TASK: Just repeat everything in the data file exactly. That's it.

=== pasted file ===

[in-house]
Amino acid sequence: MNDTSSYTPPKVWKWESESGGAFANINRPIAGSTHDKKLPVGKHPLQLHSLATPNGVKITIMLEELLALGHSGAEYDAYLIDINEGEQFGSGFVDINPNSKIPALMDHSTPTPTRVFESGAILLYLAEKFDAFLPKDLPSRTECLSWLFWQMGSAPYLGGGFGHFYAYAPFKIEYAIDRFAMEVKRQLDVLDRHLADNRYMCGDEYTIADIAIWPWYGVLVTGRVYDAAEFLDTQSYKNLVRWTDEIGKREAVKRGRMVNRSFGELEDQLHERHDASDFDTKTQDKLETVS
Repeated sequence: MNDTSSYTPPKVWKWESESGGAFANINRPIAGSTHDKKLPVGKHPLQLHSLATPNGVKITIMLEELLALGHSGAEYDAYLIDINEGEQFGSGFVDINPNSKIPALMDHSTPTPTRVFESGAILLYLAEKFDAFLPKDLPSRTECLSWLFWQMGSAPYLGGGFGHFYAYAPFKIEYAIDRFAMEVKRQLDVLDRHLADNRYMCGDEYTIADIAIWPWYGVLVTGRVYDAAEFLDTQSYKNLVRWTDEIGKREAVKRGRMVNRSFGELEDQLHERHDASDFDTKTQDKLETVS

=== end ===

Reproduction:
[in-house]
Amino acid sequence: MNDTSSYTPPKVWKWESESGGAFANINRPIAGSTHDKKLPVGKHPLQLHSLATPNGVKITIMLEELLALGHSGAEYDAYLIDINEGEQFGSGFVDINPNSKIPALMDHSTPTPTRVFESGAILLYLAEKFDAFLPKDLPSRTECLSWLFWQMGSAPYLGGGFGHFYAYAPFKIEYAIDRFAMEVKRQLDVLDRHLADNRYMCGDEYTIADIAIWPWYGVLVTGRVYDAAEFLDTQSYKNLVRWTDEIGKREAVKRGRMVNRSFGELEDQLHERHDASDFDTKTQDKLETVS
Repeated sequence: MNDTSSYTPPKVWKWESESGGAFANINRPIAGSTHDKKLPVGKHPLQLHSLATPNGVKITIMLEELLALGHSGAEYDAYLIDINEGEQFGSGFVDINPNSKIPALMDHSTPTPTRVFESGAILLYLAEKFDAFLPKDLPSRTECLSWLFWQMGSAPYLGGGFGHFYAYAPFKIEYAIDRFAMEVKRQLDVLDRHLADNRYMCGDEYTIADIAIWPWYGVLVTGRVYDAAEFLDTQSYKNLVRWTDEIGKREAVKRGRMVNRSFGELEDQLHERHDASDFDTKTQDKLETVS